The ABC's of
Resonance causes an object to move back and forth or up and down.
This motion is generally called oscillation. Sometimes the
oscillation is easy to see such as the motion of a swing on a
playground or the vibration in a guitar string. In other cases the
oscillation is impossible to see without measuring instruments. For
example, electrons in an electrical circuit can oscillate but it
happens on a molecular level.
In resonance the oscillation occurs at a specific frequency. These
oscillations build up rapidly to very high levels. Ultimately some
of the energy in the oscillations has to be removed from the object
or the size of the oscillations get so large that the object breaks.
Resonance requires 3 basic conditions:
An Object With a Natural
The object can be a mechanical
device or an electronic circuit. An object's natural frequency
is the frequency it tends to oscillate at when disturbed. The
oscillation can be a mechanical vibration as is the case when
the string of a guitar is strummed. In an electronic circuit the
oscillation is a variable voltage or current. An object can have
more than one natural frequency. These are called harmonics. A
guitar string sounds musical because it vibrates with several
harmonics when it is strummed.
A Forcing Function at the Same
Frequency as the Natural Frequency:
In mechanical systems the forcing
function is a variable force. In electronic circuits it arises
from a variable electric field. In either case the forcing
function does work on the object it is applied to. Since work is
a form of energy transfer it causes energy to build up in the
A Lack of Damping or Energy Loss:
For an object to resonate,
mechanical or electrical energy has to build up in the object.
Anything which removes these forms of energy tends to interfere
with resonance. Damping is a means of removing electrical or
mechanical energy by converting it to heat. The term damping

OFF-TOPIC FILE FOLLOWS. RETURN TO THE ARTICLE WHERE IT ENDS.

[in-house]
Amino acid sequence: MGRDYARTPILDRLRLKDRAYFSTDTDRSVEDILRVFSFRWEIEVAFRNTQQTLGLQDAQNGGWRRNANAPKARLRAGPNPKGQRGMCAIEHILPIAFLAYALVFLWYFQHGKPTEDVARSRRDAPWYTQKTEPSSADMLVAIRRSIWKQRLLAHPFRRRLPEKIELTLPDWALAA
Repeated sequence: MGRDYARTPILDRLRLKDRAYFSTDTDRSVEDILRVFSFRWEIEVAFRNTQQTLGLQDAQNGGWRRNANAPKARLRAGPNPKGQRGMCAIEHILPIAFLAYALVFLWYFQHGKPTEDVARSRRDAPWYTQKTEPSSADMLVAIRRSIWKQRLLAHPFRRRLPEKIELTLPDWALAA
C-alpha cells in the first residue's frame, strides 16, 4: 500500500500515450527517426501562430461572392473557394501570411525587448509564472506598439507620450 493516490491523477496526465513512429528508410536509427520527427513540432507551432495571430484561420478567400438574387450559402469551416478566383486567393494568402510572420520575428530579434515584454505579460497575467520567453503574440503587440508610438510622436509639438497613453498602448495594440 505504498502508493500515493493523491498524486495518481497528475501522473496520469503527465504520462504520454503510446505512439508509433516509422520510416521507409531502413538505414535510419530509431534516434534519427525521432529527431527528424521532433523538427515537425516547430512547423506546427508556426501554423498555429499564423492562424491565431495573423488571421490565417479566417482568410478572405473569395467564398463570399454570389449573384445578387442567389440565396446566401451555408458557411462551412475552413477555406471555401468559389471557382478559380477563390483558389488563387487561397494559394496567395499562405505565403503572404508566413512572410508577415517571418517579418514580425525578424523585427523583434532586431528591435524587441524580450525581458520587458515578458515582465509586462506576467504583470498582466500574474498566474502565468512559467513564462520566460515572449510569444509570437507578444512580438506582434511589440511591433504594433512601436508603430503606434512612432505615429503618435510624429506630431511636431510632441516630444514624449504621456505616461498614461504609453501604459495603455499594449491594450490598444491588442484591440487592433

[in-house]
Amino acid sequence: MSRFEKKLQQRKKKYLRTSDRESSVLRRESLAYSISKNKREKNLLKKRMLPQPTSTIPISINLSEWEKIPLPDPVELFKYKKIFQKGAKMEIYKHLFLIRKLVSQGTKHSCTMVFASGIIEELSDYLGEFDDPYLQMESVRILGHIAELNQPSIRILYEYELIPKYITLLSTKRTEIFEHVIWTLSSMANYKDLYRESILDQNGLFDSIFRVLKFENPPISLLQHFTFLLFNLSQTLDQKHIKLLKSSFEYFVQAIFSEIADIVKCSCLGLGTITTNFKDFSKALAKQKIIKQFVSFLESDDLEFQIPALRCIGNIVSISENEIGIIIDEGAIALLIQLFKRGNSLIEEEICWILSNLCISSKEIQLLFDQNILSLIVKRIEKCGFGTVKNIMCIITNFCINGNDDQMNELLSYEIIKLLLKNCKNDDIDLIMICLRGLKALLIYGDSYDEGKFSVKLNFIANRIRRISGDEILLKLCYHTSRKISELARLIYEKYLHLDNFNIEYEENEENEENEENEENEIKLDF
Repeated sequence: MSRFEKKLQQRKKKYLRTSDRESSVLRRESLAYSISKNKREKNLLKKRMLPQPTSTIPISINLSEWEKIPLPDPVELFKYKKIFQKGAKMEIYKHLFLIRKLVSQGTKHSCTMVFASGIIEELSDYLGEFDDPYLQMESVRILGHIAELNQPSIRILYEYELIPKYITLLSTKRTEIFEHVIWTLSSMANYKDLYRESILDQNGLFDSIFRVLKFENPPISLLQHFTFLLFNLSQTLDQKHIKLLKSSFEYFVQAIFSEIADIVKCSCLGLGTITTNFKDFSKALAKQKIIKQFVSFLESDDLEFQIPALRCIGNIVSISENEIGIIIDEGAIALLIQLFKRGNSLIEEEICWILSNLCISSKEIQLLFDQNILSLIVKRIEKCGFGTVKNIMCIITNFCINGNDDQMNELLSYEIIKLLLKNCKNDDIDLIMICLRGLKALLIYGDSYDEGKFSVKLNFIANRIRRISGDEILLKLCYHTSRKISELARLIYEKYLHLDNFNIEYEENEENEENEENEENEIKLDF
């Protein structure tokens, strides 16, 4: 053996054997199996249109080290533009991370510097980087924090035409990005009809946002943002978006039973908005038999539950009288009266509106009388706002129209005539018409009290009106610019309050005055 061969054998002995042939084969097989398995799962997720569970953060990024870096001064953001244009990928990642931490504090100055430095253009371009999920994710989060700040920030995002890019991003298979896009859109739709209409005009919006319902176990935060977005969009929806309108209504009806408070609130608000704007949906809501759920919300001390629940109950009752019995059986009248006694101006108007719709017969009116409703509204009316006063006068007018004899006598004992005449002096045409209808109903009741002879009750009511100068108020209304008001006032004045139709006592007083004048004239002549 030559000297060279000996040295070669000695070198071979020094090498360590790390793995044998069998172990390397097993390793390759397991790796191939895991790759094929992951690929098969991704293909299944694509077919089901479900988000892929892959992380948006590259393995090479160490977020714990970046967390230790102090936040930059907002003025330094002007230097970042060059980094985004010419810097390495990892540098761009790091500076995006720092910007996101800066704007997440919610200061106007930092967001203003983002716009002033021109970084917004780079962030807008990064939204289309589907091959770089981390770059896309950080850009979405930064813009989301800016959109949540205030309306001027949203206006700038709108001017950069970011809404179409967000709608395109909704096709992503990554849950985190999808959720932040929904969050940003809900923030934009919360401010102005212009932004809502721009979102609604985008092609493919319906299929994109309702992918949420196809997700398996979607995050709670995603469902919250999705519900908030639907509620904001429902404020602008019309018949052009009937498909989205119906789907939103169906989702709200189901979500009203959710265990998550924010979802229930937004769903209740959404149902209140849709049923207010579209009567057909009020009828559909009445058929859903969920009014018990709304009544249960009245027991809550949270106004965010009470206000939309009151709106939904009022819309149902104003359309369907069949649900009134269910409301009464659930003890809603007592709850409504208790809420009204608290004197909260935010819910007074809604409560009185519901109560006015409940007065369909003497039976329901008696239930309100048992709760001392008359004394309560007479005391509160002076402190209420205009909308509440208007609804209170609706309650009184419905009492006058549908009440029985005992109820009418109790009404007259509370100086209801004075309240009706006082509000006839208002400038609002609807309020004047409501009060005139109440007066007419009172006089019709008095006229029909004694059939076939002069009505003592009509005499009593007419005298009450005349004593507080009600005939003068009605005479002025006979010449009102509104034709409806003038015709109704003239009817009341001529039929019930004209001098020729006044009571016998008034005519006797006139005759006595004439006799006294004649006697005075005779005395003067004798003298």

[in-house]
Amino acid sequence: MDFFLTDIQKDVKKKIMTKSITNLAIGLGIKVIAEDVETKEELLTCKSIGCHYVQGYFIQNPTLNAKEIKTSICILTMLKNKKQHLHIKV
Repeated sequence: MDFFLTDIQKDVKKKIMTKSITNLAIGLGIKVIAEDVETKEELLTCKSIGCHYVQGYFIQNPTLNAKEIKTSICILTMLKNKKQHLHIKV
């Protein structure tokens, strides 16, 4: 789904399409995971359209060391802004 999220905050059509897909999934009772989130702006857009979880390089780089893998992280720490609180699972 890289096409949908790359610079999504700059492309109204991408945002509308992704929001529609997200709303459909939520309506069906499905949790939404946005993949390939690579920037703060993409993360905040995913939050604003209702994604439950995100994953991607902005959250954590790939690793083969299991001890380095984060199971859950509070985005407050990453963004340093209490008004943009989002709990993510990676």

should not be confused with the term dampening which means to
make something slightly wet.
Friction, air resistance, and
viscous drag can all provide damping in mechanical systems.
Electrical resistance performs the same function in electronic
circuits. Other forms of energy loss can include sound (musical
instruments) or light emissions (lasers).
When the forcing function's frequency
matches the natural frequency of an object it will begin to
resonate. The forcing function adds energy at just the right moment
during the oscillation cycle so that the oscillation is reinforced.
This makes the oscillation's amplitude grow larger and larger.
These oscillations would eventually
become infinitely large. However, as mentioned earlier, long before
the oscillations reach infinity one of three things happens:
the object's dynamics change
so that the resonant frequency and forcing functions no
the energy lost as heat,
sound, or light becomes equal to the energy input
the object breaks (see The
Dark Side of Resonance)
The Dark Side of
The Tacoma-Narrows Bridge
Every powerful phenomenon in nature has its dark side and resonance
is no exception. It's best experienced in moderation. Taken to an
extreme, resonance causes things to break catastrophically. For
example, when an opera singer with a very loud voice hits the right
frequency she can cause a champagne glass to resonate and break.
On the morning of November 7, 1940, the four month old Tacoma
Narrows Bridge began to oscillate dangerously up and down. A
reporter drove out on the bridge with his cocker spaniel in the car.
The bridge was heaving so violently that he had to abandon his car
and crawl back to safety on his hands and knees.
At about 11:00 the bridge tore itself apart and collapsed. It had
been designed for winds of 120 mph and yet a wind of only 42 mph
caused it to collapse. How could this happen? No one knows exactly
why. However, the experts do agree that somehow the wind caused the
bridge to resonate. It was a shocking calamity although the only
loss of life was the cocker spaniel.
NOVA videos of the collapse.